Edna’s artistic awakening comes through a talented pianist, Mlle. Reisz. Edna enjoys sketching her friend, finding in her art “satisfaction of a kind which no other employment afforded her” (30). Mlle. Reisz’s playing moves Edna to tears and through her music, she awakens to emotions she otherwise could not recognize. “It was not the first time she had heard an artist at the piano. Perhaps it was the first time she was ready, perhaps the first time her being was tempered to take an impress of the abiding truth” (44).

Mlle. Reisz is odd in many ways, but she is a genuine artist. She is different through her appearance and behaviour but mainly through her talent and her commitment to art. Mlle. Reisz is “a disagreeable little woman, no longer young, who had quarrelled with almost everyone, owing to a temper which was self-assertive and a disposition to trample upon the rights of others” (44). Mlle. Reisz is also willing to appear unattractive and unfeminine because according to her, it is the impression that a truly courageous artist should give. Her playing moves Edna to tears and through her music, she awakens to emotions she otherwise could not recognize. Edna decides to listen to her awakened artistic ambitions and follow the example of Mlle. Reisz.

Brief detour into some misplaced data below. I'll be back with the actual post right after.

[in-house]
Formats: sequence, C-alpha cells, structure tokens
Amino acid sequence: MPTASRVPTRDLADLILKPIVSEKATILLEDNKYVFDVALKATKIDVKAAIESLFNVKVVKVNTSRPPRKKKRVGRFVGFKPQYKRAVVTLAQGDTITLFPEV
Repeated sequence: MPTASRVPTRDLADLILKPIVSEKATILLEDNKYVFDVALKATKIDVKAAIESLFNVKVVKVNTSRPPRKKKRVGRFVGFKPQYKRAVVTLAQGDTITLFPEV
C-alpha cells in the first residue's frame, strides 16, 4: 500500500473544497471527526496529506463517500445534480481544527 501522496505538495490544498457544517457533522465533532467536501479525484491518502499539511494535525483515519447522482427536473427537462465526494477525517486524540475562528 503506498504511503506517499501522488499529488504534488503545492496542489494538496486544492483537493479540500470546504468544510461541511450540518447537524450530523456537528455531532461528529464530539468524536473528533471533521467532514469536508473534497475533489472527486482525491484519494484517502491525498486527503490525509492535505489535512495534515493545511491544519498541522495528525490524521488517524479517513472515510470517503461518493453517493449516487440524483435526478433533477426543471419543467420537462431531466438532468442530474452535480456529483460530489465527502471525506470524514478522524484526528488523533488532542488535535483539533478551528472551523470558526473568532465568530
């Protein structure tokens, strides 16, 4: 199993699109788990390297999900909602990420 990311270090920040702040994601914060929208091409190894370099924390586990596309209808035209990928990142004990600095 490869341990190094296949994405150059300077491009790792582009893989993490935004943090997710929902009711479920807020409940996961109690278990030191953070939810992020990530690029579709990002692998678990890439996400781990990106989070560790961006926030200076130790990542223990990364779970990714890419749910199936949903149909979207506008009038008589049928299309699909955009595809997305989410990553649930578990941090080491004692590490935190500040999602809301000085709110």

When Edna declares to Mlle. Reisz that “I am becoming an artist” (83), the older experienced woman speaks her on what this ambition entails. Talent is required, yes, but also more than talent; to succeed, the artist must possess the courageous soul, the brave soul that dares and defies” (83). Mlle. Reisz warns Edna that her artistic ambitions will require sacrifice as well as talent and practice. Although Edna seems to be excited about her art, the possibility that it could fill all her needs and desires appears faint. She is not as liberated as Mlle. Reisz.

    1. Edna’s Final Awakening

Edna’s tale is full of awakenings and so it must be full of deaths too. Throughout the story the old dies to make space for the new. Edna buries her old self to enable her new self to be born. Despite their only symbolic meaning, these deaths as well as awakenings are of great significance for Edna’s ultimate decision. She in fact approaches her ultimate decision through her deaths and awakenings.

Most discussions of Kate Chopin’s The Awakening attempt to judge Edna Pontellier’s final decision. There are as many ways of looking at Edna’s last act, as there are readers. Each of the looks offers different perspectives. I believe that it was Chopin’s purpose to leave the story open.

Although some of the interpretations even argue whether Edna wanted to die and thus committed a suicide or whether it was an accident coming from overestimating her swimming skills, I incline to agree with the statement that Edna’s intention was to die. In my opinion, her plan was to drown herself but she wanted her act to be viewed as an accident. Therefore, before her last swim, she stops to have a talk with Victor, borrows a couple of towels, orders fish for dinner and even talks about the afternoon. Edna behaves a common way, so there is no reason to suspect her of anything else than a taste to have a swim. However, I believe that the conversation was a calculated act in order to create conditions for viewing her suicide as an accident. This seems to be the only reasoning for her visit at Victor’s place.